Editor’s note: I’m excited to introduce a regular new column for The C Is for Crank, by my former colleague at PubliCola and The Stranger, Josh Feit, in which Josh issues a verdict on the week’s news. For his debut column, Josh argues that we might not be having a debate over whether to “save the Showbox”—a club in a two-story building in the densest part of downtown Seattle—if Seattle’s zoning laws didn’t make housing illegal almost everywhere in the city.
After the Daily Journal of Commerce and other local news sites reported that the Onni Group, a Vancouver, BC-based developer, plans to tear down the the Showbox and build a 440-foot, 442-unit apartment tower with ground-level retail, social media blew up, lamenting yet another victim of Seattle’s building boom. Calls to save the Showbox, the storied downtown music venue at 1st and Pike, quickly followed, including the possibility of declaring the building, with its iconic marquee, a historic landmark. Even former Guns ‘n Roses bassist Duff McKagan joined the outcry, telling KIRO radio: “Music is a big part of the soul of our city, and the Showbox is at the center of that.”
My flip reaction to the news? If Seattle didn’t have strict zoning laws that make it impossible to build freely in other neighborhoods, maybe developers like Onni wouldn’t have to tear down beloved downtown institutions like the Showbox.
But here’s my real take. It’s fine that developers are planning on replacing the two-story building that houses the Showbox with a mixed residential and commercial building. In fact, it’s a net positive. Here’s why: Seattle’s new Mandatory Housing Affordability program, which makes developers either build a certain percentage of affordable housing on site or contribute to an affordable housing fund, means new downtown housing generates serious cash for affordable housing. In the specific case of Onni’s plans for the Showbox, MHA’s upzone requires a $10.85 per square foot payment toward affordable housing, which means the project will generate somewhere around five million dollars for affordable housing. (Under the city’s affordable housing plan, Onni also has the option to build affordable housing on site.)<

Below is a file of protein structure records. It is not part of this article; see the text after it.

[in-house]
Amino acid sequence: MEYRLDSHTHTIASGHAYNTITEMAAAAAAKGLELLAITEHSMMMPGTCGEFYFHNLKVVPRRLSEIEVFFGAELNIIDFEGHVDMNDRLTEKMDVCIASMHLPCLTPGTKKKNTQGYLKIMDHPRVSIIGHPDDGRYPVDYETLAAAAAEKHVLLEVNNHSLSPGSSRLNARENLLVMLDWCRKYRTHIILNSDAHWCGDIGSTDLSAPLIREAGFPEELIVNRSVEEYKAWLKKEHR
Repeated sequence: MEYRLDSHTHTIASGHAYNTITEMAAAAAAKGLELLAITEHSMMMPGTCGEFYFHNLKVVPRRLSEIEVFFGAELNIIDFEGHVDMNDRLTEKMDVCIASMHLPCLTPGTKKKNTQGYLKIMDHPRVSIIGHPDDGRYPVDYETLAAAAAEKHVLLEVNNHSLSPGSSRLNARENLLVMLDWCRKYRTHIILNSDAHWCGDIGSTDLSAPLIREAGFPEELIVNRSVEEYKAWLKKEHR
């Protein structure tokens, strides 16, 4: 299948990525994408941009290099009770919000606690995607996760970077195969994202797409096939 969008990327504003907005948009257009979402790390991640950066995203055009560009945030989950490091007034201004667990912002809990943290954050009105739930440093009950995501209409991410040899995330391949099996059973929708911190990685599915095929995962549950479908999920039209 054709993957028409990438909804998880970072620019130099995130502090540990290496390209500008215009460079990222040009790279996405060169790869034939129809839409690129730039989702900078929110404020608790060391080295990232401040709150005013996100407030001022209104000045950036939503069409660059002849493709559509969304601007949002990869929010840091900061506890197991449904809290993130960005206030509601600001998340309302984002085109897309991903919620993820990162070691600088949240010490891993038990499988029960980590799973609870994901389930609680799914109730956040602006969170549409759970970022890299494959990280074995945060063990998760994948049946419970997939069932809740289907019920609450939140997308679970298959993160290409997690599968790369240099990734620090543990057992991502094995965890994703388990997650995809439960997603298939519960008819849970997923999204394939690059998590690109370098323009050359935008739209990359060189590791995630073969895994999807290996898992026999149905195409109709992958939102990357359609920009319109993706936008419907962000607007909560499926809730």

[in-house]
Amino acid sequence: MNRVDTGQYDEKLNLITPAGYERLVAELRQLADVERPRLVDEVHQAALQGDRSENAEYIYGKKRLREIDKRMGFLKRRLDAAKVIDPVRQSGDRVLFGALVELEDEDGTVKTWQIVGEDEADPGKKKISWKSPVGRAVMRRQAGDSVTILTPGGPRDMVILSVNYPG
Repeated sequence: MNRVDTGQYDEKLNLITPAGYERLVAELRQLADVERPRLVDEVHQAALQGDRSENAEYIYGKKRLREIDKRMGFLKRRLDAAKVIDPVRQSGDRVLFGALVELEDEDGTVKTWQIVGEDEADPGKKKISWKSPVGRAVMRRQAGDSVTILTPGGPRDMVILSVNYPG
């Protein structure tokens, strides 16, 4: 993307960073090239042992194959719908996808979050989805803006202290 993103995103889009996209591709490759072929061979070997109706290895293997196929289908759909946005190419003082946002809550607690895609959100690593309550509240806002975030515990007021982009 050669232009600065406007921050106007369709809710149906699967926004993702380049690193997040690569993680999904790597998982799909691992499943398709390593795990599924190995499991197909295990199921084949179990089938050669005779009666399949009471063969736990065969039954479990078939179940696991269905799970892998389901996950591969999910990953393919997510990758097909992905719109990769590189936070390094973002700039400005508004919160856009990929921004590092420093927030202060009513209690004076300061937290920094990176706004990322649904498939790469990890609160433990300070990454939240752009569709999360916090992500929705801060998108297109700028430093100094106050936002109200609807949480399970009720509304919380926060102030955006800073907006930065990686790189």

And if 442 fancy market-rate apartments still isn’t your idea of good development, keep in mind, downtown Seattle, from Pioneer Square to Belltown, is already home to 10,000 affordable subsidized units, more than 35 percent of Seattle’s total affordable housing stock. For one neighborhood to provide a plurality of all the city’s affordable housing stock is remarkable.
For a city that’s facing a housing affordability crisis (and where market-rate housing hasn’t kept up with our population boom), the Onni development is a win.
No, low-income people can’t afford to live in brand-new high-income housing downtown. But if no one is building housing for the tens of thousands of workers who are moving here, those people start to compete for existing housing, driving up rents down the line. The only way out of this spiral is to build more housing. And: Today’s market-rate housing is tomorrow’s middle-income housing is tomorrow’s “naturally occurring affordable housing.”
Another thing I like about Onni’s plans is that they call for just one parking spot for every five units— 88 parking spots for 442 apartments. In a city that has 1.6 million parking spaces—5.2 per household, 3.7 per car—Onni’s downsized garage is a welcome change in priorities, matching the city’s future vision for a pro-pedestrian and transit oriented downtown.
Arts and cultural spaces are vital to cities—music and art, with lines stretching around the block, represent important political and community assets for any town. (Seeing avant garde R&B crooner Serpentwithfeet at Barboza last month was one of my favorite nights in Seattle in 2018 so far.)
But Showbox or no Showbox, Seattle is currently jammed with cultural spaces (1,132 of them), including about 120 music venues.
In short, saving the Showbox won’t make you 21 again, but there plenty of places for 21-year-olds to go in 2018.
The outcry to save the Showbox is just more nostalgic pique from a public in the throes of anxiety about change. Preserving memories is not the job of cities. Successful cities are the ones that constantly build new memories. The simple secret to doing that: Stop living in the past.